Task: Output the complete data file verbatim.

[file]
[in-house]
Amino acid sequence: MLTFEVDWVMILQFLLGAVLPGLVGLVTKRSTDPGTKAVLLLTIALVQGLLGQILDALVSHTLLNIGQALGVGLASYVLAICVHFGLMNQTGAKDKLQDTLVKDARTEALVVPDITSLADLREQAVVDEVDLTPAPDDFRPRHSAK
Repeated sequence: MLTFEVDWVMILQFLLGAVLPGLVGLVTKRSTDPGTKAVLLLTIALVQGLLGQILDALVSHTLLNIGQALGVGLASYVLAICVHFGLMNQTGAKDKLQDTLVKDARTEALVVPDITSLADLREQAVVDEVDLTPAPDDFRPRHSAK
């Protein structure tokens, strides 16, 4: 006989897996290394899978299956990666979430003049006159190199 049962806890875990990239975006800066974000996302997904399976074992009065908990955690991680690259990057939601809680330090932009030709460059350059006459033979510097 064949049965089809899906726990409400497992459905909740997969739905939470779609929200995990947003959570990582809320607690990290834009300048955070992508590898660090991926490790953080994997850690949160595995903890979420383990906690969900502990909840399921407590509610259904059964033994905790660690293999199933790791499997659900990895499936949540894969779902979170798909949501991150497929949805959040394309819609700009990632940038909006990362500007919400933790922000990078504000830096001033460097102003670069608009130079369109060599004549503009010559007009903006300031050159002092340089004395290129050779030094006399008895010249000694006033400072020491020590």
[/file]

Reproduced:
[in-house]
Amino acid sequence: MLTFEVDWVMILQFLLGAVLPGLVGLVTKRSTDPGTKAVLLLTIALVQGLLGQILDALVSHTLLNIGQALGVGLASYVLAICVHFGLMNQTGAKDKLQDTLVKDARTEALVVPDITSLADLREQAVVDEVDLTPAPDDFRPRHSAK
Repeated sequence: MLTFEVDWVMILQFLLGAVLPGLVGLVTKRSTDPGTKAVLLLTIALVQGLLGQILDALVSHTLLNIGQALGVGLASYVLAICVHFGLMNQTGAKDKLQDTLVKDARTEALVVPDITSLADLREQAVVDEVDLTPAPDDFRPRHSAK
């Protein structure tokens, strides 16, 4: 006989897996290394899978299956990666979430003049006159190199 049962806890875990990239975006800066974000996302997904399976074992009065908990955690991680690259990057939601809680330090932009030709460059350059006459033979510097 064949049965089809899906726990409400497992459905909740997969739905939470779609929200995990947003959570990582809320607690990290834009300048955070992508590898660090991926490790953080994997850690949160595995903890979420383990906690969900502990909840399921407590509610259904059964033994905790660690293999199933790791499997659900990895499936949540894969779902979170798909949501991150497929949805959040394309819609700009990632940038909006990362500007919400933790922000990078504000830096001033460097102003670069608009130079369109060599004549503009010559007009903006300031050159002092340089004395290129050779030094006399008895010249000694006033400072020491020590």